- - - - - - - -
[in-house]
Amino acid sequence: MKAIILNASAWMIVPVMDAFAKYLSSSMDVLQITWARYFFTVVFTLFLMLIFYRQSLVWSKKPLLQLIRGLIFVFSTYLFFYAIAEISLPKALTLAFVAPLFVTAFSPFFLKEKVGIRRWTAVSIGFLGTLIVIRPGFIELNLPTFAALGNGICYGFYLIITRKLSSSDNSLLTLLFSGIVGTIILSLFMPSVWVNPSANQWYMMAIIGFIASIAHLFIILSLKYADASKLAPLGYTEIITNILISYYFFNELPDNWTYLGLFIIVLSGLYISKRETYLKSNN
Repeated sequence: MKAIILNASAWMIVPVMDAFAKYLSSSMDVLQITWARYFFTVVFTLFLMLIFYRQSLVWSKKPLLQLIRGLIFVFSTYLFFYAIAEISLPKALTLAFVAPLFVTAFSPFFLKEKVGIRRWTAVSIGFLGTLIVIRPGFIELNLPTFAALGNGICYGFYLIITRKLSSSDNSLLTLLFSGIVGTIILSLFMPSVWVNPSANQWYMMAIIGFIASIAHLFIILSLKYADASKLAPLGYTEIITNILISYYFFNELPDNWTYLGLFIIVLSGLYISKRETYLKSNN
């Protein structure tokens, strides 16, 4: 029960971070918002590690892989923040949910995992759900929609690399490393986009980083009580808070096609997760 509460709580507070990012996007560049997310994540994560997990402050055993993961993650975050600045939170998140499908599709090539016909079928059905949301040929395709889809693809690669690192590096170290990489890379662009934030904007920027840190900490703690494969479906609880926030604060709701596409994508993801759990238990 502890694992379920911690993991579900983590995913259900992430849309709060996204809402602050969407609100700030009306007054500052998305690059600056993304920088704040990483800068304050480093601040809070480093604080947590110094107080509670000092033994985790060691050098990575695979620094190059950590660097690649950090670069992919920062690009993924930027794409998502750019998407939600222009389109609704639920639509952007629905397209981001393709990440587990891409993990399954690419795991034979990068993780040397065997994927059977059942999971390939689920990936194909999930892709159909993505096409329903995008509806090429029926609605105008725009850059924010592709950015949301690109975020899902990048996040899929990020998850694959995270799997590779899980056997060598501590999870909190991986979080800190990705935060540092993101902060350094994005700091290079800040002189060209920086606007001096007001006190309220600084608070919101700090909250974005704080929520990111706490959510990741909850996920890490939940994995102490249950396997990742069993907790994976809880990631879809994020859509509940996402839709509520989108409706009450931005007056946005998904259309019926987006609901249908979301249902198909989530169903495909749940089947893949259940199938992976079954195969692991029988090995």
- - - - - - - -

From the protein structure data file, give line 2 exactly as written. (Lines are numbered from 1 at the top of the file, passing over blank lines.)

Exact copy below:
Amino acid sequence: MKAIILNASAWMIVPVMDAFAKYLSSSMDVLQITWARYFFTVVFTLFLMLIFYRQSLVWSKKPLLQLIRGLIFVFSTYLFFYAIAEISLPKALTLAFVAPLFVTAFSPFFLKEKVGIRRWTAVSIGFLGTLIVIRPGFIELNLPTFAALGNGICYGFYLIITRKLSSSDNSLLTLLFSGIVGTIILSLFMPSVWVNPSANQWYMMAIIGFIASIAHLFIILSLKYADASKLAPLGYTEIITNILISYYFFNELPDNWTYLGLFIIVLSGLYISKRETYLKSNN